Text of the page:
I wonder how many early owners of Faust IV did as I did and The Sad Skinhead aside, ignored the well-weird (or so it seemed at the time) first side in favour of the comparatively conventional second side. I've now come to love side one to distraction, but still prefer to listen to the album in reverse order. Side two begins with Faust as hard rock behemoths: Just A Second being a short, heavy-as-sin instrumental that sounds like Sabbath, Ash Ra Tempel and The Grateful Dead all melted into one and with treble set to eleven. But any hopes of winning over prospective buyers from the Ozzy fanbase are soon allayed by the free-form Picnic On A Frozen River, Deuxieme Tableau that follows: a short but attention-grabbing piece that helps prevent any impression of a straight-ahead rock band. Giggy Smile is a nearest Faust get to just that: a two-stage rock epic with manic rising and falling vocal scales over Bolanesque tinny axework in the first part, and the best Yazoo keyboard lick that Vince Clarke never wrote in the second. Lauft...Heist das es lauft Oder es Kommt Bald...Lauft is, in total contrast, basically a delightful vignette in the same mode as that consolidatory French-language acoustic piece that ends The Faust Tapes, only this time jauntier, more rhythmic and utterly irresistable, falling into a still, droning synth and harmonium phase that sounds like a cosmic collaboration between Klaus Schulze and Ivor Cutler. The side's final track, It's A Bit Of A Pain, is an endearing ditty (in the manner of 'Unhalfbricking'-era Fairports) whose release as a 45 seems a sound enough choice until the most jarring and dischordant sustained note, mixed at a higher volume than the rest of the song, wails over the "...but it's alright babe" chorus. The effect is unwelcome, disturbing, and in the last resort incredible. Play this as the background for seduction and see how far you get. A song for loners!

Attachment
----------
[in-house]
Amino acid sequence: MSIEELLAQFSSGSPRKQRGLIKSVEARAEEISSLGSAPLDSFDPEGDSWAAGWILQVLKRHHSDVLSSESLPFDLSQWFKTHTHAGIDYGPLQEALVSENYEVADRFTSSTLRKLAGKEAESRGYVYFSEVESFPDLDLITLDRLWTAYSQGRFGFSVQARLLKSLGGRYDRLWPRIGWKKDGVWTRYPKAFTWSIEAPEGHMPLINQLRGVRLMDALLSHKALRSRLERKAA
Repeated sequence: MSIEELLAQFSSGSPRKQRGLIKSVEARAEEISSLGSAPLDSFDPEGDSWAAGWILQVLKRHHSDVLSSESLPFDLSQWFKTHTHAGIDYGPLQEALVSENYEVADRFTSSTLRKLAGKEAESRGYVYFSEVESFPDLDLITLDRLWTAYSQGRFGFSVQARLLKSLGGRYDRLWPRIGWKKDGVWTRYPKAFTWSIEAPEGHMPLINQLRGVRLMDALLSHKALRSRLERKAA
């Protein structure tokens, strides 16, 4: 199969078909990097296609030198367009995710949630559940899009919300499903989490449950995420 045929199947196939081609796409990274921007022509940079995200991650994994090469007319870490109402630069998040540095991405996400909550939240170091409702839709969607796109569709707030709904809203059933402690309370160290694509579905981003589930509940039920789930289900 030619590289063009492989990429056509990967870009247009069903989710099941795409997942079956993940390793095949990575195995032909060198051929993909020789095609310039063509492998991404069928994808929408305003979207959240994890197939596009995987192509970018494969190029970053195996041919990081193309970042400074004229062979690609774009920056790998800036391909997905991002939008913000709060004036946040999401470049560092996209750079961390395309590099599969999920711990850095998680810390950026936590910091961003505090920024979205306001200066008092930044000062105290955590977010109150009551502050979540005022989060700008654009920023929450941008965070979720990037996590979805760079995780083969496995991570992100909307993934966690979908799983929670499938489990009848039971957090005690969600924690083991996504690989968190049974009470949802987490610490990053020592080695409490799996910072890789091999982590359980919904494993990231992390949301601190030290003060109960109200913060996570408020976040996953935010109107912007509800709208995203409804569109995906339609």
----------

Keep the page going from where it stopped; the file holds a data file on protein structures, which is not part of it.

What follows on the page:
Which brings us (in my own perverse order) to side one, track one, and the twelve demanding minutes of Krautrock, the album's apex. It's taken me best part of three decades to get it, but now that I have, it's the first Faust track I'd play to anyone. It's a racket almost beyond words, but totally compelling. I'm convinced that Lou Reed must have heard this before he set to work on 'Metal Machine Music'. The same high frequency guitar tone, in-your-face feedback, and rhythms that are so mixed down in the mellee that they have to be imagined (at least until the drums come in two-thirds through - and what a moment THAT is) permeate the piece. Play this at full volume through headphones and you simply become at one with it. You'll have one hell of a headache but one hell of a high. Sheer, unadulterated power with no tune and no compromise - perfect.

The song that follows is simply not on the same planet, and I don't know of any successive tracks on any album that differ as much as Krautrock and this one. Nearer to 'The Pushbike Song' than cosmic music, The Sad Skinhead is the single that never was. It would have been a wow at school discos in 1973, especially the raucous fight scenes that accompany the vibe-driven middle section. It's as crass as The Pipkins and as catchy as mumps and I love it.